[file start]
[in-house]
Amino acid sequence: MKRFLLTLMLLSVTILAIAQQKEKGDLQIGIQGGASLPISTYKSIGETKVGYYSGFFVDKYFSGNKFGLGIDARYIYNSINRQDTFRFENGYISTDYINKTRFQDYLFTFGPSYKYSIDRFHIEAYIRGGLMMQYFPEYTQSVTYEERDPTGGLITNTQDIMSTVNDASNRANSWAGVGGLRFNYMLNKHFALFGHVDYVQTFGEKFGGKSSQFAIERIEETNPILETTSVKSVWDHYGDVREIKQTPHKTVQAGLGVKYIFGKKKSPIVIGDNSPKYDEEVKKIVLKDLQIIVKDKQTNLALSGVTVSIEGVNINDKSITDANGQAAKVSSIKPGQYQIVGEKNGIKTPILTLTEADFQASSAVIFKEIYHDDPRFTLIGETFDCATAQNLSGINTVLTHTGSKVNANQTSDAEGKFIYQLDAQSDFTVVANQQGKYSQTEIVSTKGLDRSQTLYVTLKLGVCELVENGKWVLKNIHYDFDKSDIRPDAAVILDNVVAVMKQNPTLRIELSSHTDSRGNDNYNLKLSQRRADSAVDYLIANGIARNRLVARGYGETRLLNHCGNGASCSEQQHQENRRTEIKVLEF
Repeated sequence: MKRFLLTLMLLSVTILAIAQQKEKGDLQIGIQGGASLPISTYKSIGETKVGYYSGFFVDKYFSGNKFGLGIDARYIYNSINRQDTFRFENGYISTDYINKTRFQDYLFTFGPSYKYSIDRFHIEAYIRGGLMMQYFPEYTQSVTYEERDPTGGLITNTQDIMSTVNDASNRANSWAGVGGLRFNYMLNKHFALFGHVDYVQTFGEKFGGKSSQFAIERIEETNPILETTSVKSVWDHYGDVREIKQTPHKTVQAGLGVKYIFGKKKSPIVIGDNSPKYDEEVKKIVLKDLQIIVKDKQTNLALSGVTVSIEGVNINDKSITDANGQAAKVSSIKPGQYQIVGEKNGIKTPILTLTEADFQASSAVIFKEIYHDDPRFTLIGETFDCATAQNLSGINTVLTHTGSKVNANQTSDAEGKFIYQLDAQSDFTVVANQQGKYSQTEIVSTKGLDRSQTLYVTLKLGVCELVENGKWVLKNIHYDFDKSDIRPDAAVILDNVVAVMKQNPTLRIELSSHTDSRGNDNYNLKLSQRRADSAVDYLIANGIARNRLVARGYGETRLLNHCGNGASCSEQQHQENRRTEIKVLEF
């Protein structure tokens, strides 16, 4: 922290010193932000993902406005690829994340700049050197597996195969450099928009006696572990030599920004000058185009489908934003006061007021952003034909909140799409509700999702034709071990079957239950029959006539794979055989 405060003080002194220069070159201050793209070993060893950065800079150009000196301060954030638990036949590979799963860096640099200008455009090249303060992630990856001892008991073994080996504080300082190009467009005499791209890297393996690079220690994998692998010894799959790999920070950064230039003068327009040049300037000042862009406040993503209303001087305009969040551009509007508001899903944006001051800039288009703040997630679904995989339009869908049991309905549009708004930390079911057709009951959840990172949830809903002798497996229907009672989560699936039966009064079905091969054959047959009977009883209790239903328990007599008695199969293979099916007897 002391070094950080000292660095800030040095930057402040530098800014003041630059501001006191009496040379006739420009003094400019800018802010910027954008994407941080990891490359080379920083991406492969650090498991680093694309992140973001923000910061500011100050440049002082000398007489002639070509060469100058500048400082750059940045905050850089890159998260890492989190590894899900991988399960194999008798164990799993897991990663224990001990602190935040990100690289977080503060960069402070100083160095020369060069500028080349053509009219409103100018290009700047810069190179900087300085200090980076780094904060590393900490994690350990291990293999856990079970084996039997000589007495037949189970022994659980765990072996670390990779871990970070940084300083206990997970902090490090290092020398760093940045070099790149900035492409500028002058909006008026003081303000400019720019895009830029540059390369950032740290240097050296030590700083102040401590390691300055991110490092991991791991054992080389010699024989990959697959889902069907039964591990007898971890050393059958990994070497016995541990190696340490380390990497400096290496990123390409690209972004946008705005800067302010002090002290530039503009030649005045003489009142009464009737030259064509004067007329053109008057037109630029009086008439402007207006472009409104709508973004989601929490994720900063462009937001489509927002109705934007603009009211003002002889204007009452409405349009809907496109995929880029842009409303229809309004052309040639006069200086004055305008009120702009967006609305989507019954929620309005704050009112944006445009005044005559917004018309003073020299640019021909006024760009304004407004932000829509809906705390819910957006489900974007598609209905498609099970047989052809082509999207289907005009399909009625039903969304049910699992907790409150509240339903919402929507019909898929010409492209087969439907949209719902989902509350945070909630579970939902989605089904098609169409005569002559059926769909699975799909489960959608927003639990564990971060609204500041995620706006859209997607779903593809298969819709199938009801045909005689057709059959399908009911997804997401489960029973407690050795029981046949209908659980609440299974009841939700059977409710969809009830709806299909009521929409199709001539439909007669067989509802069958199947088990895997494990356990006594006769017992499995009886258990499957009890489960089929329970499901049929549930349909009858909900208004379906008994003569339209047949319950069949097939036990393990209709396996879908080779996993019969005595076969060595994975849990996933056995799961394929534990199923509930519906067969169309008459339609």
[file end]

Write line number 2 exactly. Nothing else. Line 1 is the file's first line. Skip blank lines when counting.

Amino acid sequence: MKRFLLTLMLLSVTILAIAQQKEKGDLQIGIQGGASLPISTYKSIGETKVGYYSGFFVDKYFSGNKFGLGIDARYIYNSINRQDTFRFENGYISTDYINKTRFQDYLFTFGPSYKYSIDRFHIEAYIRGGLMMQYFPEYTQSVTYEERDPTGGLITNTQDIMSTVNDASNRANSWAGVGGLRFNYMLNKHFALFGHVDYVQTFGEKFGGKSSQFAIERIEETNPILETTSVKSVWDHYGDVREIKQTPHKTVQAGLGVKYIFGKKKSPIVIGDNSPKYDEEVKKIVLKDLQIIVKDKQTNLALSGVTVSIEGVNINDKSITDANGQAAKVSSIKPGQYQIVGEKNGIKTPILTLTEADFQASSAVIFKEIYHDDPRFTLIGETFDCATAQNLSGINTVLTHTGSKVNANQTSDAEGKFIYQLDAQSDFTVVANQQGKYSQTEIVSTKGLDRSQTLYVTLKLGVCELVENGKWVLKNIHYDFDKSDIRPDAAVILDNVVAVMKQNPTLRIELSSHTDSRGNDNYNLKLSQRRADSAVDYLIANGIARNRLVARGYGETRLLNHCGNGASCSEQQHQENRRTEIKVLEF